I am disappointed by Snyder’s use of “nature.” I have made the skeptical argument about nature before that Snyder is referring to humorously in the last exchange, but I think I have come to see nature as referring to something sacral or set-apart. Humanity participates in nature passively, but I think we have been separated from it culturally by our out-of-balance destruction. I realize that our destructiveness is strictly “natural” — that nature involves epoch-ending destruction — but the word “nature” ceases to have any pragmatic meaning at all if it is made elastic enough to signify everything. A line has to be drawn around the meaning of nature somewhere. I choose to draw that line so that it excludes many of our worst cultural habits from the realm of the natural. Far from further distancing humanity from nature, I feel that “setting apart” nature is an act of stating a clear destination that human culture must strive towards. Given Snyder’s wibbly-wobbly use of the word, I’m not sure that his assertion that “language is natural” contains an underlying meaning beyond “everything is natural.”
Moving on, Snyder also made some interesting observations about the relationship between art and religion:
I don’t think art makes a religion. I don’t think it helps you teach your children how to say thank you to the food, how to view questions of truth and falsehood, or how not to cause pain or harm to others. Art can certainly help you explore your own consciousness and your own mind and your own motives, but it does not have a program to do that, and I don’t think it should have a program to do that.
Interviewer: So you mainly draw that line on ethical grounds?
Snyder: Well, there’s ethics, there is philosophy, there is the spirit of devotion, and there is simply its capacity to become a cultural soil, a territory within which you transmit a way of being, which religion has a very strong role in. And then there is the other end of religious practice and Buddhist practice, which is to leave art behind. Which is to be able to move into the territory of the completeness and beauty of all phenomena. You really enter the world, you don’t need art because everything is remarkable, fresh, and amazing.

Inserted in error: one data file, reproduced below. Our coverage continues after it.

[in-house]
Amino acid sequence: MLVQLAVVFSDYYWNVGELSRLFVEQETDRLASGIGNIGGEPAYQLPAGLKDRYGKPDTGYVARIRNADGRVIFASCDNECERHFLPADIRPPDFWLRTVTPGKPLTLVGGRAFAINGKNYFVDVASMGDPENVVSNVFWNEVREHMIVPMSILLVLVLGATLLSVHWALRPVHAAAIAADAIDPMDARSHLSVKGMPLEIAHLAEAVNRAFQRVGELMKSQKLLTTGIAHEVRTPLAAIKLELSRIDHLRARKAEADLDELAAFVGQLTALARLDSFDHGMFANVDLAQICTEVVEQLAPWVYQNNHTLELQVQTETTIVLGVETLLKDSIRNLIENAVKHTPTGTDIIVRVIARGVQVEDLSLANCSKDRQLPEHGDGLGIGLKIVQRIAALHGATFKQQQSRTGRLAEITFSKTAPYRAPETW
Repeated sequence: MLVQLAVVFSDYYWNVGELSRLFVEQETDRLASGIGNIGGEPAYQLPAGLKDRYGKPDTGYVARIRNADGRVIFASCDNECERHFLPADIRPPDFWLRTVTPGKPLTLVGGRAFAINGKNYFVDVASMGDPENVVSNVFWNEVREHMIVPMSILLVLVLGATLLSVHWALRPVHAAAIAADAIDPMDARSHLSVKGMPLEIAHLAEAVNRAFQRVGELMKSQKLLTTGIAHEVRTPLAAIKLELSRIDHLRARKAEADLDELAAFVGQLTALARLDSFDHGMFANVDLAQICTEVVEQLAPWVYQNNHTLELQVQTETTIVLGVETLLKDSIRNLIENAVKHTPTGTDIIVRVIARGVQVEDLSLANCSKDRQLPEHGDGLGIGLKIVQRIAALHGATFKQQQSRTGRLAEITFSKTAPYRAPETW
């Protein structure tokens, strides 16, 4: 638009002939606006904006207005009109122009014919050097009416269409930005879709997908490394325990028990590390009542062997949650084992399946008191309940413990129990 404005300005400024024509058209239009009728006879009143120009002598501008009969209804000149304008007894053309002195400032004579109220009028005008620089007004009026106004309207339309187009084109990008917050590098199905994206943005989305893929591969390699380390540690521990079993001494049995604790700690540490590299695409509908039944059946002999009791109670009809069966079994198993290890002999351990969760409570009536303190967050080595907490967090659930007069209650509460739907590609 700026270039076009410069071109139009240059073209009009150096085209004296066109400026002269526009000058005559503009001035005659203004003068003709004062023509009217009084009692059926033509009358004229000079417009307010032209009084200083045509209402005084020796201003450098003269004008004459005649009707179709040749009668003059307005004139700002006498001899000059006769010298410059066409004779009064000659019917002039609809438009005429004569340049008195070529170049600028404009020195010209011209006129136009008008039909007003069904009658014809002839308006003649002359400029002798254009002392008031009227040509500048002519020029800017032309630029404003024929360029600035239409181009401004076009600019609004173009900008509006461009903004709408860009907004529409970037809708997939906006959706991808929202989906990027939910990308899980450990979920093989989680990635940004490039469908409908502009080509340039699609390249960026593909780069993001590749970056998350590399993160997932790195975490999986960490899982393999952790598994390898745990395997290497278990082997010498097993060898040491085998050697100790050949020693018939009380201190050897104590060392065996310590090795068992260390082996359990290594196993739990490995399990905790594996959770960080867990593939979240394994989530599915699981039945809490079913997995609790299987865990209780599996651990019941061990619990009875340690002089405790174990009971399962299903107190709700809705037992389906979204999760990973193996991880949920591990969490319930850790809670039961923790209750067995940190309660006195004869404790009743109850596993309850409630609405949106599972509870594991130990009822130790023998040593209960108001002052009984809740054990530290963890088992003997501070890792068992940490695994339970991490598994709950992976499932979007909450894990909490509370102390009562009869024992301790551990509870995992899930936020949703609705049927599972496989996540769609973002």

Interviewer: So how do you keep writing?
Snyder: Because you don’t want to live in that realm very much of the time. We live in the realm of forms, we should act in the realm of forms. Jim Dodge and I once went to a Morris Graves exhibit in Oakland, where he was arguing with me about this Buddhist position in regard to art. I was saying, “You don’t need art in a certain sense, Jim.” So he went to the Morris Graves exhibit looking at the Morris Graves paintings, and I went through it looking at the spaces between the paintings with as much attention, and pointing out wonderful little hairline cracks in the plaster, the texture of the light, and so forth. There is a point you can make that anything looked at with love and attention becomes very interesting.
Interviewer: So you think people should read the margins of your books?
Snyder: This is an oral art. They should listen to the unsaid words that resonate around the edge of the poem.
Interviewer: Just as Chinese poetry is full of empty words, deliberately empty words for the ch’i, the sort of breath, to circulate through.
That passage starts with Snyder’s attempt to sketch some definitions for “art” and “religion,” which immediately seem to sort of overlap and become a bit confused. It is interesting, because he’s trying to make a case that the two are separate but seems to dwell more on where they overlap. I would argue that good art effects in the viewer a transformation that allows for a “move into the territory of the completeness and beauty of all phenomena.” That is what I get from my favorite poets, but I also understand art’s power to move us in very specific ways. Personally, I think that the boundaries of religion, art, and language are going to become very blurry around the phrase “ways of being.”
There — in those last two sentences. Do you see it? The Void again. The Void and “a sort of breath.” I feel like a paranoiac seeing patterns.